- All major stock indices are down between 4 and 7 percent so far this October.
- Tech stocks have been hit particularly hard.
- Rising interest rates and the U.S.-China trade war could be to blame.
Historically, the stock market has been challenged in October, and it’s no different in 2018. Every day seems to bring more big losses. The Dow and the S&P 500 have gone down more than 4 percent so far this month, and the Nasdaq is down almost 7 percent.
The loss to the market as a whole is tricky to quantify. The Russell 3000 Index represents 98.5 percent of U.S. public companies in terms of market capitalization. On Oct. 1, the index was at $1,729.19. On Oct. 18, it closed at $1,633.28, a loss of about 5.5 percent.
The size of the Russell 3000 was estimated in January at $30 trillion. The index is down 5.32 percent so far in October. That would mean that in October alone, U.S. companies had an aggregate loss of an estimated $1.6 trillion in market capitalization, based on the January market cap.
3 Reasons the Stock Market Dropped
Investors cite these reasons for the sell-off:
1. Worries About the Trade War Between the US and China
The two countries have been trading tariffs all year, with more charges likely to come. The ultimate impact of the tariffs has not yet been felt, but it’s making investors wary.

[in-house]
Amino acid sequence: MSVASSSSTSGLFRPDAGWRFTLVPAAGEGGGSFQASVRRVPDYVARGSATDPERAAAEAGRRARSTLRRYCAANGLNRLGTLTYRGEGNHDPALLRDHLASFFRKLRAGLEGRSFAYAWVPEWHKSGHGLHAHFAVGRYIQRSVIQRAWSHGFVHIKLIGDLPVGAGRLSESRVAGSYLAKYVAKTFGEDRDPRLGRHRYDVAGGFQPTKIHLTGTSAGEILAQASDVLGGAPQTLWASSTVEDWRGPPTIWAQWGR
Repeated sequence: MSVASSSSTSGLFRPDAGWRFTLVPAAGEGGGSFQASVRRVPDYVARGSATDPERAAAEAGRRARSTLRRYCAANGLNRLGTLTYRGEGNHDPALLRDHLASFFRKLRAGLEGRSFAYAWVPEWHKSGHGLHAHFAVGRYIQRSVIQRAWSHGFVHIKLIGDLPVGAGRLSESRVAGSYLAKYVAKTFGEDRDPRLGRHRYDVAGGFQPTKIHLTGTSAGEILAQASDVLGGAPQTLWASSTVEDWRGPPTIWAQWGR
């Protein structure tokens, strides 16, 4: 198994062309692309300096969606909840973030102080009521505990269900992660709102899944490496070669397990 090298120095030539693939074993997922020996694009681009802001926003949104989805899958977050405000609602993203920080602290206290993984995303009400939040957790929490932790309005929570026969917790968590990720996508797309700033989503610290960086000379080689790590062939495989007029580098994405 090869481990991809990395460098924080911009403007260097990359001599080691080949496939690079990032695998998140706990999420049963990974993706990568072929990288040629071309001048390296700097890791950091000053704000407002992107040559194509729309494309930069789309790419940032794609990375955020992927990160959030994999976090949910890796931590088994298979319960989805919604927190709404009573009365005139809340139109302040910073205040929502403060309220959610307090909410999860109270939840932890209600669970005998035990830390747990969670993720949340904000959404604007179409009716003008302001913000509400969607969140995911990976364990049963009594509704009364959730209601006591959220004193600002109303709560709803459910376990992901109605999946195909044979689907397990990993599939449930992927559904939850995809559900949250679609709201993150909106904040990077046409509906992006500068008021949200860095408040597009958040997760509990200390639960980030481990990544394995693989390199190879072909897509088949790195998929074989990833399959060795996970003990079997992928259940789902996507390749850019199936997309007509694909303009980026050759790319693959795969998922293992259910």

2. Rising Interest Rates
The Fed continues to tighten monetary policy to keep inflation at bay, and Treasury yields continue to trade around multi-year highs. The 10-year yield, which drives mortgage interest rates, reached its highest level since 2011 in the past week. The Fed raises rates to cool off the economy and keep inflation in check, but it means borrowers will pay more for money.
3. Overpriced Tech Stocks
The runup in the so-called FAANG stocks — Facebook (FB), Apple (AAPL), Amazon (AMZN), Netflix (NFLX) and Google (GOOG) — has had many investors concerned for some time. The tech stocks have been among the hardest hit. Facebook alone has seen its market value drop nearly $25 billion since Oct. 1.
Why Investors Shouldn’t Panic
So, what’s ahead for the market? No one has a crystal ball, but November historically is a better month than October. Over the last 40 years, the S&P 500 has increased about twice as much in November as it has in October.
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